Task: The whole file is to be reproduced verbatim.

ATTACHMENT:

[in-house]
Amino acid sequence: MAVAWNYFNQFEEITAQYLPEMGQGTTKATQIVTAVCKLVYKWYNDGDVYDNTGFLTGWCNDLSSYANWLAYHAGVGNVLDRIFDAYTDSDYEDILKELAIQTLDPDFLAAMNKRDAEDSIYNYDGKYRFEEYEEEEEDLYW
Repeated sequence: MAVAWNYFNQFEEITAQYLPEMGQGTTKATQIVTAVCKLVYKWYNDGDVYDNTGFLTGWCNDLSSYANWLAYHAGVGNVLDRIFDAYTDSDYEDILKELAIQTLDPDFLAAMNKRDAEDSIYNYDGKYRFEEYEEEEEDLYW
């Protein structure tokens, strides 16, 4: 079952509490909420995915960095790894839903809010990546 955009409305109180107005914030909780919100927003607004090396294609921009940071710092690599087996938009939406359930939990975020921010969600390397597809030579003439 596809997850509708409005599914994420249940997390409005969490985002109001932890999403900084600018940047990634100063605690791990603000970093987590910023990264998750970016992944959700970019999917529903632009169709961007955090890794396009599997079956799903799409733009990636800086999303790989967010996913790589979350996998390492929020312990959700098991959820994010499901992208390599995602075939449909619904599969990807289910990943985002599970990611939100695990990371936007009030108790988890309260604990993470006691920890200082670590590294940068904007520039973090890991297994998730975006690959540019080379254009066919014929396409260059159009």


[in-house]
Amino acid sequence: MAVAWNYFNQFEEITAQYLPEMGQGTTKATQIVTAVCKLVYKWYNDGDVYDNTGFLTGWCNDLSSYANWLAYHAGVGNVLDRIFDAYTDSDYEDILKELAIQTLDPDFLAAMNKRDAEDSIYNYDGKYRFEEYEEEEEDLYW
Repeated sequence: MAVAWNYFNQFEEITAQYLPEMGQGTTKATQIVTAVCKLVYKWYNDGDVYDNTGFLTGWCNDLSSYANWLAYHAGVGNVLDRIFDAYTDSDYEDILKELAIQTLDPDFLAAMNKRDAEDSIYNYDGKYRFEEYEEEEEDLYW
């Protein structure tokens, strides 16, 4: 079952509490909420995915960095790894839903809010990546 955009409305109180107005914030909780919100927003607004090396294609921009940071710092690599087996938009939406359930939990975020921010969600390397597809030579003439 596809997850509708409005599914994420249940997390409005969490985002109001932890999403900084600018940047990634100063605690791990603000970093987590910023990264998750970016992944959700970019999917529903632009169709961007955090890794396009599997079956799903799409733009990636800086999303790989967010996913790589979350996998390492929020312990959700098991959820994010499901992208390599995602075939449909619904599969990807289910990943985002599970990611939100695990990371936007009030108790988890309260604990993470006691920890200082670590590294940068904007520039973090890991297994998730975006690959540019080379254009066919014929396409260059159009």